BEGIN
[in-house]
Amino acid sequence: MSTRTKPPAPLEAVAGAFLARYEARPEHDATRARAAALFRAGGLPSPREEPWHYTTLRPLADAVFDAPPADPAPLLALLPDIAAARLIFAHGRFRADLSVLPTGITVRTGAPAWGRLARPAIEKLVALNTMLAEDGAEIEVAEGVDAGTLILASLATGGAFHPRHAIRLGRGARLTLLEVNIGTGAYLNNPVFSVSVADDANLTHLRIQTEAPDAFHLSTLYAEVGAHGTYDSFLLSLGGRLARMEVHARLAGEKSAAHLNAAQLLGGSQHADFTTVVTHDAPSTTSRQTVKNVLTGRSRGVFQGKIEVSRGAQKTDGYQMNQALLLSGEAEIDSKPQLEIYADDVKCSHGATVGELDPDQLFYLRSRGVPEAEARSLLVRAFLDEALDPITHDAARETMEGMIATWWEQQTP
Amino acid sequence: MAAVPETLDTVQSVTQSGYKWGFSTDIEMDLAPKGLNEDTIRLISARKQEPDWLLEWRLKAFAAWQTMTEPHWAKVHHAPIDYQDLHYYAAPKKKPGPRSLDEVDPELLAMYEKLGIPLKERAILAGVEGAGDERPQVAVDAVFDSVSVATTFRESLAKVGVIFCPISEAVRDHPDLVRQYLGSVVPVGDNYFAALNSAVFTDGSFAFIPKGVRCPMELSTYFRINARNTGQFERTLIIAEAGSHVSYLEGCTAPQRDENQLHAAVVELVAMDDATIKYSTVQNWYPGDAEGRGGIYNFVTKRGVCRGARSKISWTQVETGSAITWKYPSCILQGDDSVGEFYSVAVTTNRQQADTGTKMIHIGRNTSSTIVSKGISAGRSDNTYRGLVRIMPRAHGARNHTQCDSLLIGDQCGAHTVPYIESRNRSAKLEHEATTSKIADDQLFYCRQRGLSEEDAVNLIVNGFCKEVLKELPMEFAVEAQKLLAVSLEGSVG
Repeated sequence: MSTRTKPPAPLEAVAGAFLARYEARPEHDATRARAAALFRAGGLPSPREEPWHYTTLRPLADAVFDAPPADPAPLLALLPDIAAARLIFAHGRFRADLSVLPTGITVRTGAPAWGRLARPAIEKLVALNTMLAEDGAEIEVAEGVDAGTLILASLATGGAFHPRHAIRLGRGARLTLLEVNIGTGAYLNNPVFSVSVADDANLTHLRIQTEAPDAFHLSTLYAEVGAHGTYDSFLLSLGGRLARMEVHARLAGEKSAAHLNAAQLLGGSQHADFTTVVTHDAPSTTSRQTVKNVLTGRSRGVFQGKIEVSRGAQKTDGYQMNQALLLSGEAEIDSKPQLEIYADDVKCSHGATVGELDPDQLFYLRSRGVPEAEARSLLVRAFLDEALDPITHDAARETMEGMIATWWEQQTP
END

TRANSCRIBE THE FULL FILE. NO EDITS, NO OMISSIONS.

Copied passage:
[in-house]
Amino acid sequence: MSTRTKPPAPLEAVAGAFLARYEARPEHDATRARAAALFRAGGLPSPREEPWHYTTLRPLADAVFDAPPADPAPLLALLPDIAAARLIFAHGRFRADLSVLPTGITVRTGAPAWGRLARPAIEKLVALNTMLAEDGAEIEVAEGVDAGTLILASLATGGAFHPRHAIRLGRGARLTLLEVNIGTGAYLNNPVFSVSVADDANLTHLRIQTEAPDAFHLSTLYAEVGAHGTYDSFLLSLGGRLARMEVHARLAGEKSAAHLNAAQLLGGSQHADFTTVVTHDAPSTTSRQTVKNVLTGRSRGVFQGKIEVSRGAQKTDGYQMNQALLLSGEAEIDSKPQLEIYADDVKCSHGATVGELDPDQLFYLRSRGVPEAEARSLLVRAFLDEALDPITHDAARETMEGMIATWWEQQTP
Amino acid sequence: MAAVPETLDTVQSVTQSGYKWGFSTDIEMDLAPKGLNEDTIRLISARKQEPDWLLEWRLKAFAAWQTMTEPHWAKVHHAPIDYQDLHYYAAPKKKPGPRSLDEVDPELLAMYEKLGIPLKERAILAGVEGAGDERPQVAVDAVFDSVSVATTFRESLAKVGVIFCPISEAVRDHPDLVRQYLGSVVPVGDNYFAALNSAVFTDGSFAFIPKGVRCPMELSTYFRINARNTGQFERTLIIAEAGSHVSYLEGCTAPQRDENQLHAAVVELVAMDDATIKYSTVQNWYPGDAEGRGGIYNFVTKRGVCRGARSKISWTQVETGSAITWKYPSCILQGDDSVGEFYSVAVTTNRQQADTGTKMIHIGRNTSSTIVSKGISAGRSDNTYRGLVRIMPRAHGARNHTQCDSLLIGDQCGAHTVPYIESRNRSAKLEHEATTSKIADDQLFYCRQRGLSEEDAVNLIVNGFCKEVLKELPMEFAVEAQKLLAVSLEGSVG
Repeated sequence: MSTRTKPPAPLEAVAGAFLARYEARPEHDATRARAAALFRAGGLPSPREEPWHYTTLRPLADAVFDAPPADPAPLLALLPDIAAARLIFAHGRFRADLSVLPTGITVRTGAPAWGRLARPAIEKLVALNTMLAEDGAEIEVAEGVDAGTLILASLATGGAFHPRHAIRLGRGARLTLLEVNIGTGAYLNNPVFSVSVADDANLTHLRIQTEAPDAFHLSTLYAEVGAHGTYDSFLLSLGGRLARMEVHARLAGEKSAAHLNAAQLLGGSQHADFTTVVTHDAPSTTSRQTVKNVLTGRSRGVFQGKIEVSRGAQKTDGYQMNQALLLSGEAEIDSKPQLEIYADDVKCSHGATVGELDPDQLFYLRSRGVPEAEARSLLVRAFLDEALDPITHDAARETMEGMIATWWEQQTP